However, this time I welcomed the opportunity.  I asked myself: could I work with Yadullah and other worker-activists to conduct the oral history project on a shoe-string budget?   Like myself, Yadullah who had a bypass surgery a year and half earlier was thinking about the sunset of his life.  Last fall, he sent me his memoir of the Evin prison to get my feed back.  But he did not follow up.  I too decided not to raise the issue and bring up a few suggestions I had for its improvement.  On January 1, 2010 when I called him to give him to offer best wishes for the new year Yadullah asked me about the events in Iran.  The 2009 mass demonstrations were defeated six months earlier and he was worried about the future of the labor movement and the Iranian people.  Nine years had gone by and we had not seen each other. I asked him if he would consider visiting me in California.  He welcomed the invitation and said “let us go sightseeing!”  I was so happy that I immediately called our common friend Nasser Rahmaninejad who lives near me.   Nasser was very happy and asked: “Should we organize a speak out meeting for him?” 

The most prominent feature of the 1979 Iranian revolution was the grassroots mass movements, in particular workers organizations.  If the motivation for the revolution was to resolve historical national democratic tasks, the entry of workers and toilers to the center stage of the revolution gave it an anti-capitalist dynamics.  It is clear now (if it was not to many before the defeat of the revolution) that any resolution to the national democratic tasks of the revolution is only possible with breaking through the capitalist social relations that both monarchy and shia clergy have historically guarded.  The rise of the workers movement that brought forth working class leaders like Yadullah Khosroshahi was the result of molecular economic and social changes of the post-CIA coup of 1953.   The rise of this layer of working class leaders and dual power in major workplaces and industries provided a path to the opening of the socialist revolution in Iran and the Middle East.  There lies the historical importance of Yadullah and other labor leaders that emerged in the large-scale industry during the Iranian revolution of 1979. 

But my friendship and collaboration with Yadullah were at the time of his exile.  I found him like a captain who was trying to guide a storm damaged ship to its destination.  That explained his continuous attention to the problem of independent organization of workers.  Because he had learned that the Iranian workers movement was defeated in large part because of lacking strong enough class independent organizations. Yadullah was completely aware that he faced a period of preparatory and defensive work.  And, it should be recognized that he and his fellow worker-activists were largely successful in their predatory work. One one hand the labor movement in Iran seems to be re-establishing its organizations despite its ups and downs and on the other hand the struggle for solidity with this movement is producing results.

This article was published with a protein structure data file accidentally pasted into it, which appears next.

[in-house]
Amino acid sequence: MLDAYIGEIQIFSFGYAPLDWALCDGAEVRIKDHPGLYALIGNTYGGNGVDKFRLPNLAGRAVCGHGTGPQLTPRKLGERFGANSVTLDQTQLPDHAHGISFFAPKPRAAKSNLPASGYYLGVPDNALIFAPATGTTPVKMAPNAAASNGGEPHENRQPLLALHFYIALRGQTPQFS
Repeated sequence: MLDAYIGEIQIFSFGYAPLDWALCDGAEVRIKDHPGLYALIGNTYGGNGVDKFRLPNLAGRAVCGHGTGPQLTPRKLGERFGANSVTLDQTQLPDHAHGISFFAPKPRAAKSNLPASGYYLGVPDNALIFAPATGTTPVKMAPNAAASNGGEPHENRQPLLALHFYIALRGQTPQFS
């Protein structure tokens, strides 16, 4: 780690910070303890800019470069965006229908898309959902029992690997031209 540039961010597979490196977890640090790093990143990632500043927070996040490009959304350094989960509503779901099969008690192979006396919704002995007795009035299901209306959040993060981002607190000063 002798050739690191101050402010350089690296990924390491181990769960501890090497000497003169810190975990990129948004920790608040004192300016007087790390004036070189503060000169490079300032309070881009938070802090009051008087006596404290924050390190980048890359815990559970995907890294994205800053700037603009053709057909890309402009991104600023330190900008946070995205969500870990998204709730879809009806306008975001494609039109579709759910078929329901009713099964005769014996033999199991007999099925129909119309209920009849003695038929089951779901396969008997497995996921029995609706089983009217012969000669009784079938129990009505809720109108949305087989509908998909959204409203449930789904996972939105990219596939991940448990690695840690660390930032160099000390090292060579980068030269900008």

A few days ago an acquaintance sent me a short but professionally done and effective video clip about Mansour Osanloo, a leader of the trade union at the municipal United Bus Company of Tehran and Suburbs (UBCTS) that has 17,000 employees, including some 10,000 bus drivers.  The significant issue was that the person who sent the video clip is not political.  Nazila Fathi, who for a number of years was the New York Times reporter in Iran and usually wrote about issues of interest to the Iranian middle classes and recently was forced to migrate to Canada, wrote an article in NYT of March 2, 2010 that included reference to two militant labor actions, one by metal and machine tool workers and another by communication workers in Shiraz (It is rather odd that when this report was edited for the digital version  references to these labor actions were eliminated). But attention given to labor struggles in Iran by my acquaintance and the New York Times reporter reflect at least in part the renewed labor resistance in Iran and solidarity campaign that Yadullah and other worker-activists have been carrying out through the International Alliance in Support of Workers in Iran.  

Thirty five years ago we faced a similar situation.  Defenders of political prisoners in the Shah’s jails were able to overcome the wall of censorship in the mass media to expose the true face of dictatorship and make it difficult for the Western powers to support it.  At that historical juncture, the Iranian revolution arrived much sooner than anyone anticipated and swept aside the monarchy and its imperialists backers. Are we in the opening stages of another revolution to sweep aside the Islamic Republic? We do not know.  What we know for sure is that the new generation of workers that is getting ready for struggle will stand on the shoulder of Yadullah and his likes and will continue the path he embarked on long ago. 

Acknowledgment: I am grateful to Nasser Rahmaninejad for his encouragement and editing of the original Farsi version.